You might not recognise it right once, but artificial intelligence (AI) really powers many of your phone’s features. Your phone’s technology is always working in the background, performing various duties, even while you are not using it. It examines how your phone is used to maximise battery life, helps you capture clear photographs, recognises music, aids with language translation, and much more.
AI was previously only found in pricey devices that incorporated the most cutting-edge technology. However, since AI is now such a crucial component of mobile applications, chipmakers saw the need to create AI processors specifically for machine learning and deep learning activities to speed up processing. Here are some examples of how AI is now being applied in smartphones.
Face detection on smartphones using AI
Although most Android phones come with fingerprint recognition technology, which is much more accurate, they encourage customers to utilise facial recognition instead. The true face recognition action is on iOS. The technology replaced Apple’s Touch ID fingerprint scanning method and debuted on the iPhone X in 2017. It is currently a standard feature on all recent iPhones. Hardware elements like the TrueDepth camera system and the AI-supporting Bionic chips are used to make it work.
When the iPhone compares scans of your face to the one you’ve set up and stored on your device to determine whether they match, the AI is activated. Face ID can adjust to changes in your look, including wearing cosmetics or developing facial hair, thanks to AI. Apple has improved Face ID technology over time, boosting its precision, and with the iOS 14.5 update, Face ID now even functions when you’re wearing a mask.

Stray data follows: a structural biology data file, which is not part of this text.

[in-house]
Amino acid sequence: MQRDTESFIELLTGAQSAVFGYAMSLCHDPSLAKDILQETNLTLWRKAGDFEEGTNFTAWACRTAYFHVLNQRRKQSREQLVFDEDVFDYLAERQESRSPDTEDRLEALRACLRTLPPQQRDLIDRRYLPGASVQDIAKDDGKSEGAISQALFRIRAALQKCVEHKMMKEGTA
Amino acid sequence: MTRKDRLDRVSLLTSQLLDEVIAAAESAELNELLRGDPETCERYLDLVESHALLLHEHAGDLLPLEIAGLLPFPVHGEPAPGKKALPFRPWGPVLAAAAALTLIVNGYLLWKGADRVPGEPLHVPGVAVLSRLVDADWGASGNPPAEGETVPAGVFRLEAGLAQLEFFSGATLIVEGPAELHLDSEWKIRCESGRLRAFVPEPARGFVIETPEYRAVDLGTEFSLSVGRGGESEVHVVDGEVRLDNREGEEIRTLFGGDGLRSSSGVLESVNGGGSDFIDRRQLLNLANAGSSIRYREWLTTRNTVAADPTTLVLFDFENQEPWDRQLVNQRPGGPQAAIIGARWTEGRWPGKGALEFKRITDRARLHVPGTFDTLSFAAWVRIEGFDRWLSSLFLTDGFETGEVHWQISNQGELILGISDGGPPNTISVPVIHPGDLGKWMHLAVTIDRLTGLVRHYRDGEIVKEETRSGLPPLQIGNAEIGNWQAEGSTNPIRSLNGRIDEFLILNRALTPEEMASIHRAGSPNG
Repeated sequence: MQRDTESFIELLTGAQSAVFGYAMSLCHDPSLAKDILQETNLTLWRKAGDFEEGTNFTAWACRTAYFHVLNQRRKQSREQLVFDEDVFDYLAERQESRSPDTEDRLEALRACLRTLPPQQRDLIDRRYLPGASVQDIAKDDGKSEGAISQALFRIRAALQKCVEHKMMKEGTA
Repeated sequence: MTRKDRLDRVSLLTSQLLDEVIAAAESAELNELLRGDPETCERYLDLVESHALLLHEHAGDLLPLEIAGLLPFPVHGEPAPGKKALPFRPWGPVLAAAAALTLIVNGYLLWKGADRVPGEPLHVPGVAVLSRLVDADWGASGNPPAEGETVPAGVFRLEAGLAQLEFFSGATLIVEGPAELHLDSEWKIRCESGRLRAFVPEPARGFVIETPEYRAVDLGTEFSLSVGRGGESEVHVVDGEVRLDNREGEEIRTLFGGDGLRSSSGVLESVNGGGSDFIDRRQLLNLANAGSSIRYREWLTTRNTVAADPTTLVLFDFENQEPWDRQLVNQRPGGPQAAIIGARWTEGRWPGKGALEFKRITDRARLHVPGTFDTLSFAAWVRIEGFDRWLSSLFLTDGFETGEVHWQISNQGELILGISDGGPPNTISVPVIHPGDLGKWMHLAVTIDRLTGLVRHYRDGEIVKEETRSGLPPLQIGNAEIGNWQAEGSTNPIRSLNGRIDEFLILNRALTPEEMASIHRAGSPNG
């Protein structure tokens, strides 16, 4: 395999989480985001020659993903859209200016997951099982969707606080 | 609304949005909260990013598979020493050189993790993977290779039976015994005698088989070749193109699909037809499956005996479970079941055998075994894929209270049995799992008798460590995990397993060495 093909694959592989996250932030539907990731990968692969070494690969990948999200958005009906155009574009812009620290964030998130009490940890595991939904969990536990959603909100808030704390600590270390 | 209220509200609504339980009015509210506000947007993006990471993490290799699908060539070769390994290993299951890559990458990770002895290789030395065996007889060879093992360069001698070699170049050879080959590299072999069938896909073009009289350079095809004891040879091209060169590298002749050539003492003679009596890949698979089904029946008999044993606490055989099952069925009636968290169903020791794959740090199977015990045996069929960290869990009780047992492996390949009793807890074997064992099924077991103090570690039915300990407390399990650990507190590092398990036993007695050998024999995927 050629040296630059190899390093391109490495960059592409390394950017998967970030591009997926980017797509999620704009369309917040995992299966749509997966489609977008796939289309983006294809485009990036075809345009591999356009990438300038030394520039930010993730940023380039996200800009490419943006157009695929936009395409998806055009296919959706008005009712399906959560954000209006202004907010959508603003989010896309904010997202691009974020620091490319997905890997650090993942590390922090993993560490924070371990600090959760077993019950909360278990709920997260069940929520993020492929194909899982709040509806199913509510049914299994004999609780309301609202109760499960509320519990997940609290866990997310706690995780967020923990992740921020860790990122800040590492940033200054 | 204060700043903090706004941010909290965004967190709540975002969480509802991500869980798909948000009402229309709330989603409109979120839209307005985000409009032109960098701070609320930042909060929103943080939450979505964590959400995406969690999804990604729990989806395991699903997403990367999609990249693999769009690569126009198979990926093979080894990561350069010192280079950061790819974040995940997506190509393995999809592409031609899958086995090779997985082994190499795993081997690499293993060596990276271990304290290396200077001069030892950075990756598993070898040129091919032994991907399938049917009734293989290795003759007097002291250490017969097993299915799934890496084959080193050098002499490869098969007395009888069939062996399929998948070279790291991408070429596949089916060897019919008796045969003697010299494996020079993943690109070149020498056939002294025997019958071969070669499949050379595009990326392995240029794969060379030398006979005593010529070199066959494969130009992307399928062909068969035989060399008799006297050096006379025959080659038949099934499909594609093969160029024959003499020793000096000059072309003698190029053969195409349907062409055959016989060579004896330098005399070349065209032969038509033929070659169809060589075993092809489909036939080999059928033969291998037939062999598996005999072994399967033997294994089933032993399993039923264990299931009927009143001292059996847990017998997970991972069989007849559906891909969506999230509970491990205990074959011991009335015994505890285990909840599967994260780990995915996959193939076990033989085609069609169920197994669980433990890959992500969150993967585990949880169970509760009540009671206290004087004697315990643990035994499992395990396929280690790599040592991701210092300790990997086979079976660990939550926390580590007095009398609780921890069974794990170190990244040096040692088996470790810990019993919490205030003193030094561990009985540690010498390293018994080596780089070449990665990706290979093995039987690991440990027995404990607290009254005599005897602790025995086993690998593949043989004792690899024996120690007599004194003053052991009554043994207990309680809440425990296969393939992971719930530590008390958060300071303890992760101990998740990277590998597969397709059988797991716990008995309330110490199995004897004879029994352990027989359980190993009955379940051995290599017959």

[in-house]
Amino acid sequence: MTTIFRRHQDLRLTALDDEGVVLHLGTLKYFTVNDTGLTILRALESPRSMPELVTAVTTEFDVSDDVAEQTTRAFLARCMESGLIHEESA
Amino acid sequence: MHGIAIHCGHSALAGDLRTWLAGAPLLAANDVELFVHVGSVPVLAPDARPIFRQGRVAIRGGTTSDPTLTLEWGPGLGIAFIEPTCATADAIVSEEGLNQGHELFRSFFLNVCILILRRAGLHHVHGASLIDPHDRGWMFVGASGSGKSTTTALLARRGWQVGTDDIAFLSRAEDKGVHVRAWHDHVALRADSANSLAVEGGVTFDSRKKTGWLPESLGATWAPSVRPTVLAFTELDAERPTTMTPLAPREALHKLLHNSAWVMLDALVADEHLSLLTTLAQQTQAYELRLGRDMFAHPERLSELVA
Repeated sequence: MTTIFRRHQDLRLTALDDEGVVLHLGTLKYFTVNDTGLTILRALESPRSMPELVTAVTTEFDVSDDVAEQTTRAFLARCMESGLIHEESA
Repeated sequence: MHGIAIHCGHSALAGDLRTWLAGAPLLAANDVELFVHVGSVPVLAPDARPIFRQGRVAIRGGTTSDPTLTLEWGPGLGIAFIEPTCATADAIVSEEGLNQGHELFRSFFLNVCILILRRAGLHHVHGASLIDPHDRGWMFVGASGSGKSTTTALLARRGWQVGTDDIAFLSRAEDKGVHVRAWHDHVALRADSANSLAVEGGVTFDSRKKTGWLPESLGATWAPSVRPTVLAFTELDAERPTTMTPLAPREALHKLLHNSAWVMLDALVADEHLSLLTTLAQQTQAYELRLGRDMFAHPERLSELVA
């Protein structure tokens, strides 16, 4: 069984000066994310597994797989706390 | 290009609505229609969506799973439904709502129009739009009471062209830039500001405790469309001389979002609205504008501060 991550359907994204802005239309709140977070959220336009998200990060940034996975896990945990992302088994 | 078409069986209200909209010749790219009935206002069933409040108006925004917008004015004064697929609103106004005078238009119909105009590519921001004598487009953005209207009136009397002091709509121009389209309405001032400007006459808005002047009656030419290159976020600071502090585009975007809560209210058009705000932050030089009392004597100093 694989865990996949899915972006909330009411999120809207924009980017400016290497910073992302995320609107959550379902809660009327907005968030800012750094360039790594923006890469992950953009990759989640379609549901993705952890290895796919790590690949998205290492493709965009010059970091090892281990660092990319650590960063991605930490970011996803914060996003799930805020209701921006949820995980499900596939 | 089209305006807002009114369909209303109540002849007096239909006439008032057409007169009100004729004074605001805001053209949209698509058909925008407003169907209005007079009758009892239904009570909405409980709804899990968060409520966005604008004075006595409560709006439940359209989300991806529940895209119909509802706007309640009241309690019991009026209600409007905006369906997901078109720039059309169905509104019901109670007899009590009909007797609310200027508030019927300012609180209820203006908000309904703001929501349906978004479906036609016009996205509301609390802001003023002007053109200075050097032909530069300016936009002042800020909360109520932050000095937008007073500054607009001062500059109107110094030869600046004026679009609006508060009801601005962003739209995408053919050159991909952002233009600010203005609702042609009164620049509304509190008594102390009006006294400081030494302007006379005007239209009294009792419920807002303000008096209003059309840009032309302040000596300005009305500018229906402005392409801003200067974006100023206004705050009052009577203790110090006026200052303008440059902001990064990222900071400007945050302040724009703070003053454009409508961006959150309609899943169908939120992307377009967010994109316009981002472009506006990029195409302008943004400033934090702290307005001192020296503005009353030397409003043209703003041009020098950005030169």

AI for voice assistants on smartphones
The most widely used voice assistants at the moment are Google Assistant, Siri, and Bixby, and you can use at least one of them on any smartphone. AI is used by these voice assistants in even their most basic operations. Using a Deep Neural Network (DNN), the “Hey Siri” detector, for instance, transforms your voice’s acoustic pattern into a “probability distribution over speech sounds,” in accordance with an Apple research blog post. The method then checks your computer’s confidence score to see if you actually said “Hey Siri.”
That, however, is just the tip of the iceberg. The built-in processing and understanding capabilities of Siri, Google Assistant, and Bixby go well beyond simple “Hey Google” and “Hey Siri” commands. They answer by creating concise words like a human would and swiftly digest difficult questions. These aren’t stored replies; instead, the AI helpers are taught linguistic principles to aid with sentence construction, much like chatbots like ChatGPT.
Due to the vast array of tasks voice assistants may perform for you—including setting reminders, providing directions, reading news, controlling your gadgets, sending messages, and much more—AI and machine learning are essential. These jobs would have required a mammoth amount of human programming, so voice assistants are taught to draw conclusions from their own experiences.
AI for mobile photography
While AI image processing was once only available on expensive smartphones, it is now included in even entry-level models. Regardless of the environment or your ability level, AI in imaging makes sure that your picture appears respectable. It performs magic by improving photographs, sharpening hazy areas, lowering noise for photos taken in low-light conditions, providing a bokeh effect, and doing a lot more. AI is particularly useful in low-cost smartphone cameras because it can compensate for hardware deficiencies with software processing, greatly enhancing quality.
The True Tone technology included on Google Pixel smartphones is a fantastic illustration of how AI may be used to smartphone photography. In the past, cameras have had trouble capturing persons of colour effectively, which has led to unsightly pictures for those with darker complexion tones. Google enhanced its camera tuning models and algorithms with True Tone to better correctly highlight various skin tones.
The Single Take function from Samsung is another illustration. According to Samsung, Single Take makes sure that “precious moments that pass in the blink of an eye are not lost.” It can take up to 10 images per second while concurrently recording video for up to 20 seconds. After that, AI applies various effects to draw attention to the finest pictures and videos, producing up to 10 pictures and up to 4 video clips in real-time.